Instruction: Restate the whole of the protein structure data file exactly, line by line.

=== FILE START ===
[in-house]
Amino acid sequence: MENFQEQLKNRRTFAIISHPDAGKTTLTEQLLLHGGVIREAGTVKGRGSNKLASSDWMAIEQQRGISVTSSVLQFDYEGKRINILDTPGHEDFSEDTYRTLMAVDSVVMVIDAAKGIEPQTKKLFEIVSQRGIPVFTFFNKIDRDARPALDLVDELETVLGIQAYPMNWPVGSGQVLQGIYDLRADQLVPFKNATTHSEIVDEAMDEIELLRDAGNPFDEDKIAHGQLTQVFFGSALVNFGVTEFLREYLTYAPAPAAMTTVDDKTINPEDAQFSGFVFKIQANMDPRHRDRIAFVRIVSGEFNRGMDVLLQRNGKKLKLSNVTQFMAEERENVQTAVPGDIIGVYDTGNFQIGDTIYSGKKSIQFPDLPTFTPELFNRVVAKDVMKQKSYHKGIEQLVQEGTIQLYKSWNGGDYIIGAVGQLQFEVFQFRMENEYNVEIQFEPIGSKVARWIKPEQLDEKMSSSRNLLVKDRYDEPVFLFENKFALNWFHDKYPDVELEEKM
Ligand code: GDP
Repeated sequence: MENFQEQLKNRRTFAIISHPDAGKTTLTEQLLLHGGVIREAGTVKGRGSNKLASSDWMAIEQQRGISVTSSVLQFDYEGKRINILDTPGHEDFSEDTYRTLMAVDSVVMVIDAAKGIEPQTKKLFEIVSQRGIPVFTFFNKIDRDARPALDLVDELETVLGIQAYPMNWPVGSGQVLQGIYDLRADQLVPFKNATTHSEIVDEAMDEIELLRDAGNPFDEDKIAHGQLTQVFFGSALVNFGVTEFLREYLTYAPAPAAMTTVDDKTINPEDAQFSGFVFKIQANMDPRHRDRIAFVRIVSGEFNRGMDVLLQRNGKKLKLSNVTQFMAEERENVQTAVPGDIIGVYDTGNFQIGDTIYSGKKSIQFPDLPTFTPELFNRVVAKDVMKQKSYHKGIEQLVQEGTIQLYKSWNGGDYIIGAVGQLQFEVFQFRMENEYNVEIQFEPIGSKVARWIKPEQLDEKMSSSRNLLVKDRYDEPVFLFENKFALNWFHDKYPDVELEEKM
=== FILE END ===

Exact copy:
[in-house]
Amino acid sequence: MENFQEQLKNRRTFAIISHPDAGKTTLTEQLLLHGGVIREAGTVKGRGSNKLASSDWMAIEQQRGISVTSSVLQFDYEGKRINILDTPGHEDFSEDTYRTLMAVDSVVMVIDAAKGIEPQTKKLFEIVSQRGIPVFTFFNKIDRDARPALDLVDELETVLGIQAYPMNWPVGSGQVLQGIYDLRADQLVPFKNATTHSEIVDEAMDEIELLRDAGNPFDEDKIAHGQLTQVFFGSALVNFGVTEFLREYLTYAPAPAAMTTVDDKTINPEDAQFSGFVFKIQANMDPRHRDRIAFVRIVSGEFNRGMDVLLQRNGKKLKLSNVTQFMAEERENVQTAVPGDIIGVYDTGNFQIGDTIYSGKKSIQFPDLPTFTPELFNRVVAKDVMKQKSYHKGIEQLVQEGTIQLYKSWNGGDYIIGAVGQLQFEVFQFRMENEYNVEIQFEPIGSKVARWIKPEQLDEKMSSSRNLLVKDRYDEPVFLFENKFALNWFHDKYPDVELEEKM
Ligand code: GDP
Repeated sequence: MENFQEQLKNRRTFAIISHPDAGKTTLTEQLLLHGGVIREAGTVKGRGSNKLASSDWMAIEQQRGISVTSSVLQFDYEGKRINILDTPGHEDFSEDTYRTLMAVDSVVMVIDAAKGIEPQTKKLFEIVSQRGIPVFTFFNKIDRDARPALDLVDELETVLGIQAYPMNWPVGSGQVLQGIYDLRADQLVPFKNATTHSEIVDEAMDEIELLRDAGNPFDEDKIAHGQLTQVFFGSALVNFGVTEFLREYLTYAPAPAAMTTVDDKTINPEDAQFSGFVFKIQANMDPRHRDRIAFVRIVSGEFNRGMDVLLQRNGKKLKLSNVTQFMAEERENVQTAVPGDIIGVYDTGNFQIGDTIYSGKKSIQFPDLPTFTPELFNRVVAKDVMKQKSYHKGIEQLVQEGTIQLYKSWNGGDYIIGAVGQLQFEVFQFRMENEYNVEIQFEPIGSKVARWIKPEQLDEKMSSSRNLLVKDRYDEPVFLFENKFALNWFHDKYPDVELEEKM